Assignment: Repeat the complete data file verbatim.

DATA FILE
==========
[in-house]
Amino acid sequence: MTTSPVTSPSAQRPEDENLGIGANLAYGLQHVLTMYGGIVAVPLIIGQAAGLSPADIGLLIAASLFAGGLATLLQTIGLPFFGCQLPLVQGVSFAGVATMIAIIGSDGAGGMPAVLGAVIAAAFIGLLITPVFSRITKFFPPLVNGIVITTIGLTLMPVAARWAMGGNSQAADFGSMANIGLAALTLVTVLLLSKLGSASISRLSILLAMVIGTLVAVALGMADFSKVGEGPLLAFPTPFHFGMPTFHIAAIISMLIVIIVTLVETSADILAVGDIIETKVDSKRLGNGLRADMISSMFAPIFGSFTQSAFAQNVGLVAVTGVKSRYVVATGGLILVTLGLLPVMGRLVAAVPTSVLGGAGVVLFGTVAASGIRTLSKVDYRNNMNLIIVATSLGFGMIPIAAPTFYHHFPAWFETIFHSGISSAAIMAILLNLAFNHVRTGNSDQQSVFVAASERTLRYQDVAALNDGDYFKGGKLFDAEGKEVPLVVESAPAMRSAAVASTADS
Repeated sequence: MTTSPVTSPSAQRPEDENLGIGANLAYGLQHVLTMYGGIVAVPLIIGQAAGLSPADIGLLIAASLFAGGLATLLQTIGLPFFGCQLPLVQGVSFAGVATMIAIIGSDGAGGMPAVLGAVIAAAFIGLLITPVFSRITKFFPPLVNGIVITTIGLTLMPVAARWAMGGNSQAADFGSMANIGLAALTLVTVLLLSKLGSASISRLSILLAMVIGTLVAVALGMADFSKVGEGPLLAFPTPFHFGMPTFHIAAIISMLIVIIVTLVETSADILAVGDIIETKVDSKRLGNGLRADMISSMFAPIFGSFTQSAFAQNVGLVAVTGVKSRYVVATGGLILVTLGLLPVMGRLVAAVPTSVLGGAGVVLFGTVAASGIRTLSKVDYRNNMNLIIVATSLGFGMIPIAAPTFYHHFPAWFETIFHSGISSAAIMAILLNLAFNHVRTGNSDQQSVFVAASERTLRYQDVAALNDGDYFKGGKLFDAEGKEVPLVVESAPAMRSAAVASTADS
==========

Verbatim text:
[in-house]
Amino acid sequence: MTTSPVTSPSAQRPEDENLGIGANLAYGLQHVLTMYGGIVAVPLIIGQAAGLSPADIGLLIAASLFAGGLATLLQTIGLPFFGCQLPLVQGVSFAGVATMIAIIGSDGAGGMPAVLGAVIAAAFIGLLITPVFSRITKFFPPLVNGIVITTIGLTLMPVAARWAMGGNSQAADFGSMANIGLAALTLVTVLLLSKLGSASISRLSILLAMVIGTLVAVALGMADFSKVGEGPLLAFPTPFHFGMPTFHIAAIISMLIVIIVTLVETSADILAVGDIIETKVDSKRLGNGLRADMISSMFAPIFGSFTQSAFAQNVGLVAVTGVKSRYVVATGGLILVTLGLLPVMGRLVAAVPTSVLGGAGVVLFGTVAASGIRTLSKVDYRNNMNLIIVATSLGFGMIPIAAPTFYHHFPAWFETIFHSGISSAAIMAILLNLAFNHVRTGNSDQQSVFVAASERTLRYQDVAALNDGDYFKGGKLFDAEGKEVPLVVESAPAMRSAAVASTADS
Repeated sequence: MTTSPVTSPSAQRPEDENLGIGANLAYGLQHVLTMYGGIVAVPLIIGQAAGLSPADIGLLIAASLFAGGLATLLQTIGLPFFGCQLPLVQGVSFAGVATMIAIIGSDGAGGMPAVLGAVIAAAFIGLLITPVFSRITKFFPPLVNGIVITTIGLTLMPVAARWAMGGNSQAADFGSMANIGLAALTLVTVLLLSKLGSASISRLSILLAMVIGTLVAVALGMADFSKVGEGPLLAFPTPFHFGMPTFHIAAIISMLIVIIVTLVETSADILAVGDIIETKVDSKRLGNGLRADMISSMFAPIFGSFTQSAFAQNVGLVAVTGVKSRYVVATGGLILVTLGLLPVMGRLVAAVPTSVLGGAGVVLFGTVAASGIRTLSKVDYRNNMNLIIVATSLGFGMIPIAAPTFYHHFPAWFETIFHSGISSAAIMAILLNLAFNHVRTGNSDQQSVFVAASERTLRYQDVAALNDGDYFKGGKLFDAEGKEVPLVVESAPAMRSAAVASTADS